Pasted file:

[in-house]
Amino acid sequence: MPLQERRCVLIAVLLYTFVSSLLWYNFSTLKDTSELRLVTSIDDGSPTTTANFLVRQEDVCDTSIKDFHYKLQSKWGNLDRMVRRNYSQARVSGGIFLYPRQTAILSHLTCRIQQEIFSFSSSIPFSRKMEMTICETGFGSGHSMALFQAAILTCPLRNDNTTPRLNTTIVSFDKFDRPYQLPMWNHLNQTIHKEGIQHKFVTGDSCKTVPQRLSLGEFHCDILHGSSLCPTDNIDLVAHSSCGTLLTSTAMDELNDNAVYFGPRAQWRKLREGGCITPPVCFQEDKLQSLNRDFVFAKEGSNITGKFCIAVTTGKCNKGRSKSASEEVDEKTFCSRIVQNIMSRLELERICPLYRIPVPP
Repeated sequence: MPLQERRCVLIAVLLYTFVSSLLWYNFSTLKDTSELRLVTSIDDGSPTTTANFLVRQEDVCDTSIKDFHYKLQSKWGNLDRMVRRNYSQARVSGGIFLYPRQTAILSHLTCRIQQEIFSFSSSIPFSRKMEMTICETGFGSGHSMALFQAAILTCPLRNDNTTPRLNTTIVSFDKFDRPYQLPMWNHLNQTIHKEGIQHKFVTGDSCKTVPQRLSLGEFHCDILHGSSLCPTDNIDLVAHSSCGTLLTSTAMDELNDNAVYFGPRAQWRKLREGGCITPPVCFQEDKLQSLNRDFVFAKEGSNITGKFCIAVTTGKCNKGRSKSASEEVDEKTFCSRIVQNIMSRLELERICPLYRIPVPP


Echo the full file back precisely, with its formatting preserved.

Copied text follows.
[in-house]
Amino acid sequence: MPLQERRCVLIAVLLYTFVSSLLWYNFSTLKDTSELRLVTSIDDGSPTTTANFLVRQEDVCDTSIKDFHYKLQSKWGNLDRMVRRNYSQARVSGGIFLYPRQTAILSHLTCRIQQEIFSFSSSIPFSRKMEMTICETGFGSGHSMALFQAAILTCPLRNDNTTPRLNTTIVSFDKFDRPYQLPMWNHLNQTIHKEGIQHKFVTGDSCKTVPQRLSLGEFHCDILHGSSLCPTDNIDLVAHSSCGTLLTSTAMDELNDNAVYFGPRAQWRKLREGGCITPPVCFQEDKLQSLNRDFVFAKEGSNITGKFCIAVTTGKCNKGRSKSASEEVDEKTFCSRIVQNIMSRLELERICPLYRIPVPP
Repeated sequence: MPLQERRCVLIAVLLYTFVSSLLWYNFSTLKDTSELRLVTSIDDGSPTTTANFLVRQEDVCDTSIKDFHYKLQSKWGNLDRMVRRNYSQARVSGGIFLYPRQTAILSHLTCRIQQEIFSFSSSIPFSRKMEMTICETGFGSGHSMALFQAAILTCPLRNDNTTPRLNTTIVSFDKFDRPYQLPMWNHLNQTIHKEGIQHKFVTGDSCKTVPQRLSLGEFHCDILHGSSLCPTDNIDLVAHSSCGTLLTSTAMDELNDNAVYFGPRAQWRKLREGGCITPPVCFQEDKLQSLNRDFVFAKEGSNITGKFCIAVTTGKCNKGRSKSASEEVDEKTFCSRIVQNIMSRLELERICPLYRIPVPP